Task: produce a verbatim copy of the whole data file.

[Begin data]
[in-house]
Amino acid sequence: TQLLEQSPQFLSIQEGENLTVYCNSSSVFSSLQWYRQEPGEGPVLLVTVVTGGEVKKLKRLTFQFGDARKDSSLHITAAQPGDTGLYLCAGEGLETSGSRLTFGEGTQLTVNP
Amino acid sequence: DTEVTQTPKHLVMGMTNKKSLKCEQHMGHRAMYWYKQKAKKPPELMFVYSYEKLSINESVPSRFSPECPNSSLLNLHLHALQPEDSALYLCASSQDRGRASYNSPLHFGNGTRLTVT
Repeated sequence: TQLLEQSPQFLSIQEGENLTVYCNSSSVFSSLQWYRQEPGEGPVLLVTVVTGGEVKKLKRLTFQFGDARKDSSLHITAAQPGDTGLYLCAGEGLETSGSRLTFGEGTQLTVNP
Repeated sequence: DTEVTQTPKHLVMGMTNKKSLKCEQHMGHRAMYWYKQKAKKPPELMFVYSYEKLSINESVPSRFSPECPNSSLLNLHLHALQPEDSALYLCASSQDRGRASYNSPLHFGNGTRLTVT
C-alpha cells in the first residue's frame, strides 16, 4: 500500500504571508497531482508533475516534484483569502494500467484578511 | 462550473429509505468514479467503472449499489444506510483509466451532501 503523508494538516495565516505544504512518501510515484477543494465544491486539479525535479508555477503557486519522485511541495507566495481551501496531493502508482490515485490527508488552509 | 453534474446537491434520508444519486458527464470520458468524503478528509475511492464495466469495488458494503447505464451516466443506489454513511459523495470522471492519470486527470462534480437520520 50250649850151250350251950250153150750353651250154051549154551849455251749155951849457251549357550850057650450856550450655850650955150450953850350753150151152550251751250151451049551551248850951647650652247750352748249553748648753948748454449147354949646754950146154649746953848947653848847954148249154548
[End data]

[in-house]
Amino acid sequence: TQLLEQSPQFLSIQEGENLTVYCNSSSVFSSLQWYRQEPGEGPVLLVTVVTGGEVKKLKRLTFQFGDARKDSSLHITAAQPGDTGLYLCAGEGLETSGSRLTFGEGTQLTVNP
Amino acid sequence: DTEVTQTPKHLVMGMTNKKSLKCEQHMGHRAMYWYKQKAKKPPELMFVYSYEKLSINESVPSRFSPECPNSSLLNLHLHALQPEDSALYLCASSQDRGRASYNSPLHFGNGTRLTVT
Repeated sequence: TQLLEQSPQFLSIQEGENLTVYCNSSSVFSSLQWYRQEPGEGPVLLVTVVTGGEVKKLKRLTFQFGDARKDSSLHITAAQPGDTGLYLCAGEGLETSGSRLTFGEGTQLTVNP
Repeated sequence: DTEVTQTPKHLVMGMTNKKSLKCEQHMGHRAMYWYKQKAKKPPELMFVYSYEKLSINESVPSRFSPECPNSSLLNLHLHALQPEDSALYLCASSQDRGRASYNSPLHFGNGTRLTVT
C-alpha cells in the first residue's frame, strides 16, 4: 500500500504571508497531482508533475516534484483569502494500467484578511 | 462550473429509505468514479467503472449499489444506510483509466451532501 503523508494538516495565516505544504512518501510515484477543494465544491486539479525535479508555477503557486519522485511541495507566495481551501496531493502508482490515485490527508488552509 | 453534474446537491434520508444519486458527464470520458468524503478528509475511492464495466469495488458494503447505464451516466443506489454513511459523495470522471492519470486527470462534480437520520 50250649850151250350251950250153150750353651250154051549154551849455251749155951849457251549357550850057650450856550450655850650955150450953850350753150151152550251751250151451049551551248850951647650652247750352748249553748648753948748454449147354949646754950146154649746953848947653848847954148249154548